JACKSONVILLE, Fla. — Marcedes Lewis couldn’t let another lackluster practice by the Jacksonville Jaguars’ offense pass without the veteran tight end gathering his cohorts for an impromptu meeting.
So while Wednesday was scheduled to be a day off for him, just like it was for starting offensive linemen Eugene Monroe and Uche Nwaneri, Lewis chose to instead back up his words by going through a limited number of reps in practice.
The Jaguars didn’t exactly light things up Friday night in their preseason opener, a 27-3 loss to the Miami Dolphins. That lethargic showing, coupled with a host of mistakes Tuesday, caused Lewis’ conscience to kick in. Whether that verbal kick in the pants will have an effect over the long term remains to be seen, but Jaguars coach Gus Bradley went out of his way to compliment the receivers on running crisper pass routes to help both Blaine Gabbert and Chad Henne look noticeably more accurate.
“It’s imperative that we’re on the same page if the offense is going to move like we want it to,” Lewis said. “We missed some throws yesterday that we should be making with our eyes closed. I just wanted to get the plays that I needed.”
A decision is expected to be made before practice Thursday on whether Gabbert or Henne will start Saturday night when the Jaguars face a team embroiled in its own quarterback controversy, the New York Jets. Gabbert’s five completions against the Dolphins were good for a paltry 19 yards, but he hit on 10 passes in a row in a combination of 7-on-7 and 11-on-11 drills Wednesday during a practice that running back Maurice Jones-Drew described as “phenomenal.”
The return this week of last year’s first-round pick, wide receiver Justin Blackmon, has helped to an extent. But while Blackmon was activated from the physically unable to perform list, Cecil Shorts III remains sidelined by a strained left calf. And while neither Monroe nor Nwaneri were banged up, rookie tackle Luke Joeckel missed his third practice in a row with a hip flexor injury.
“Obviously we have important pieces that are out for one reason or another,” Lewis said. “But nobody cares about that. Our opponents don’t care. The fans don’t care. We’ve still got to perform. With the kind of offense we have, our guys can just be plugged in and be in that spot. It’s not necessarily like, ‘Oh my gosh, such-and-such is out.’ It can’t be that way. And in the past, I feel like it was that way. Guys would get hurt, and for some one or another, we’d lose a leg of our offense.”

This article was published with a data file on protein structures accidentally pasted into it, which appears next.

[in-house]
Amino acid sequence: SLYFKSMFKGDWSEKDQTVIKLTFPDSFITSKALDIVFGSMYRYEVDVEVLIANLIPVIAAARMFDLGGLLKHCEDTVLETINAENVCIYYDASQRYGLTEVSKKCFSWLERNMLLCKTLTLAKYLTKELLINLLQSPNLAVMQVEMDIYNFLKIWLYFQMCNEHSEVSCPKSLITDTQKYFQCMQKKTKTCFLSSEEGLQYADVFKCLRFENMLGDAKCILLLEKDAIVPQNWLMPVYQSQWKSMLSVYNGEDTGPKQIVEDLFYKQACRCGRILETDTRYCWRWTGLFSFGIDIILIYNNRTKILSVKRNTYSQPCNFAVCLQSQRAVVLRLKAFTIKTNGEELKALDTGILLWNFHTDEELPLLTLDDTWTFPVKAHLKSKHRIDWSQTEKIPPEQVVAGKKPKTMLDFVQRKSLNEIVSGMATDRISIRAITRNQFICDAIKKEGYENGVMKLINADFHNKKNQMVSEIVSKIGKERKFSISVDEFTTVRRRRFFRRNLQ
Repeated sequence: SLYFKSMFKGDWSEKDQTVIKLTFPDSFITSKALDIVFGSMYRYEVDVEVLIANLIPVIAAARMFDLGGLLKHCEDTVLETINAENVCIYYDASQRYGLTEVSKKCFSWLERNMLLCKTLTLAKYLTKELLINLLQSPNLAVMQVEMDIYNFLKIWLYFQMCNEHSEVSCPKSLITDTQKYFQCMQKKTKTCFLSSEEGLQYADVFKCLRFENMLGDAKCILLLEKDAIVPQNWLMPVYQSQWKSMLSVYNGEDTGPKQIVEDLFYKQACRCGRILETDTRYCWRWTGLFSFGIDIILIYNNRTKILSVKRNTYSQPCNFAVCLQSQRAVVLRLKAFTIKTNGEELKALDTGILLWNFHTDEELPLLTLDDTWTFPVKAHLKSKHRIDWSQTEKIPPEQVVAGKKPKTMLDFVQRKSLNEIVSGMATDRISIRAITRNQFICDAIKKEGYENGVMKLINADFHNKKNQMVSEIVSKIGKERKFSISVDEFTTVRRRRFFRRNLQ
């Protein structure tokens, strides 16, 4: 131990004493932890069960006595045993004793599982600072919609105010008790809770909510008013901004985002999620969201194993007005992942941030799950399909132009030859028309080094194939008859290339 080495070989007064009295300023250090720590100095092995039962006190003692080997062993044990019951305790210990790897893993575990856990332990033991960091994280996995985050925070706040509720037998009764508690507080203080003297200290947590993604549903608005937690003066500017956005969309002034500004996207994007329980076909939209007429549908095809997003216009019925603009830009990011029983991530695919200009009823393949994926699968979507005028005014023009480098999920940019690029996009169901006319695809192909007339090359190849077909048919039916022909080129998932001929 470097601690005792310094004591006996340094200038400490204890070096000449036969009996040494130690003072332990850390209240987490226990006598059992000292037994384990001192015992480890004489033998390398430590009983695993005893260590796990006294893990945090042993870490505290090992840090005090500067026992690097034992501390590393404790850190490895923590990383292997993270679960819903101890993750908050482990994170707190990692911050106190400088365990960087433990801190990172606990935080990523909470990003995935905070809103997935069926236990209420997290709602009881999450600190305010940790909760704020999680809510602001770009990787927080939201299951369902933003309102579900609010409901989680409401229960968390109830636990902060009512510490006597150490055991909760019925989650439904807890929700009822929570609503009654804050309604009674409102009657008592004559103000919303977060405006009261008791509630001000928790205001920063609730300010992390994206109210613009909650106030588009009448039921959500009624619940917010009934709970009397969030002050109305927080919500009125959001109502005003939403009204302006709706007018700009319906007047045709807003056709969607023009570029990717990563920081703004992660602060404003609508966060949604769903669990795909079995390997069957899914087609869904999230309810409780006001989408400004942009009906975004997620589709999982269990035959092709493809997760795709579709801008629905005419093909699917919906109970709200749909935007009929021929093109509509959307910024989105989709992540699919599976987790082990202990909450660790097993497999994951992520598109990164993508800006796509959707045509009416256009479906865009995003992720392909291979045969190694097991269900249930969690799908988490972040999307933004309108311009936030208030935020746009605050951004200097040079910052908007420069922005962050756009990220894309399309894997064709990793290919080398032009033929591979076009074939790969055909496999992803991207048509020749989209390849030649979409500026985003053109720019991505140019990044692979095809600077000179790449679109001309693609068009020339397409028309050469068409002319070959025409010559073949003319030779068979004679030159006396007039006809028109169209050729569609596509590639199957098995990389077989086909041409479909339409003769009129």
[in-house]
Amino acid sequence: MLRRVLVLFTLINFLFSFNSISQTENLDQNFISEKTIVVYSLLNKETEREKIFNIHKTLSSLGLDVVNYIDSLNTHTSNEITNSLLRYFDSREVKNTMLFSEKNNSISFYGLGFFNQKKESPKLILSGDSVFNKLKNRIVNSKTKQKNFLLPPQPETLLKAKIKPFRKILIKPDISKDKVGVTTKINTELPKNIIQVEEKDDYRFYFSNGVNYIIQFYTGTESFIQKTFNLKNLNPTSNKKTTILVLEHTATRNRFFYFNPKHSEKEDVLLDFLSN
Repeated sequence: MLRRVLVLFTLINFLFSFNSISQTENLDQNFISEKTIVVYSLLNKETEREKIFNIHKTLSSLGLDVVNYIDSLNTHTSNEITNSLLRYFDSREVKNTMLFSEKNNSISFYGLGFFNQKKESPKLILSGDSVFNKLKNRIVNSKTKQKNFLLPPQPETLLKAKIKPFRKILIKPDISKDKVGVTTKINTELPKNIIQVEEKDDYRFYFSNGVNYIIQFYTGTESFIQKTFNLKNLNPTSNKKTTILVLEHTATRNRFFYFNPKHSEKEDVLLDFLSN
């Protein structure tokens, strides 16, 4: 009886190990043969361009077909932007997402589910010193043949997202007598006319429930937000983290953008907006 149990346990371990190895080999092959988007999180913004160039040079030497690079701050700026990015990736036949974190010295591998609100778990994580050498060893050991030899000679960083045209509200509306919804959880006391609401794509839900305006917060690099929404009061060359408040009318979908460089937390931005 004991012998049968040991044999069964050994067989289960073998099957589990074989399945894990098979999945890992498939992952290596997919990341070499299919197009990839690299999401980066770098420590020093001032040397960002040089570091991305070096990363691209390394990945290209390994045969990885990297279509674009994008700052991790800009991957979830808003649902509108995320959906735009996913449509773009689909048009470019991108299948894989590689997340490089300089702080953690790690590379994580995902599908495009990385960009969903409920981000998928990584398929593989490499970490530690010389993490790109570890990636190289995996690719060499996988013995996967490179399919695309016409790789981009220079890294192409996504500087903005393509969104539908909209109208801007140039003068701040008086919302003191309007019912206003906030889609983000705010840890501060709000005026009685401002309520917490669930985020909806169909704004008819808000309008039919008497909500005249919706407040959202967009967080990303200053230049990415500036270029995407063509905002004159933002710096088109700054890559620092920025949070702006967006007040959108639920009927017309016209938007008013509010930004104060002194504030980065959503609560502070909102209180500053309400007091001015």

“He was right in saying that we had a bad practice,” Jones-Drew said. “I think a lot of guys took it to heart. Now the question is are we going to take that next step tomorrow.”
Lewis was a Pro Bowl selection in 2010 but failed to score a touchdown the following year, when Jones-Drew led the NFL in rushing. He bounced back with better statistics last season but would prefer to forget the Jaguars’ 2-14 finish as soon as possible.
“All I care about is the coaches that we have in this room right now and the direction that we’re moving in,” he said. “And where we’re going, a practice like yesterday’s can’t be swept under the rug, period.”
With center Brad Meester and guard Will Rackley being the only first-string linemen practicing, and with Shorts reduced to being a spectator, it wasn’t easy to tell at times when Gabbert and Henne were working with what could be classified as the starters. Bradley remains steadfast in believing his evaluation of them, as well as Mike Kafka and Matt Scott, is based on more than attempts and completions.
“There is so much that is involved in this other than the things that are classic to the human eye,” he said. “So we’re evaluating all of that. I really want to see if they can calm their minds down and just go out there and execute. And I see them getting better and better with that. That’s why I was excited about today.”
Jones-Drew, who is expected to see action against the Jets, shared that excitement.
“It seemed like guys were where they needed to be,” he said. “The ball was where it needed to be. Guys were making catches, turning up, running. We were able to run the ball well and had some great lanes to run through.”
But when it came time for the offense to set up in the red zone, it was not Gabbert or Henne but Scott who provided the only touchdown on a pass to Jamal Miles. So the defense remains ahead of the offense not quite three weeks after the start of training camp. Jones-Drew has been especially impressed with cornerback Alan Ball, going so far as to suggest that the free-agent signing by way of the Houston Texans has been the MVP of the Jaguars’ camp.
“Either they’re scheming us in practice or they’re really on top of their game,” Jones-Drew said. “They’re doing a great job, and it’s making us better.”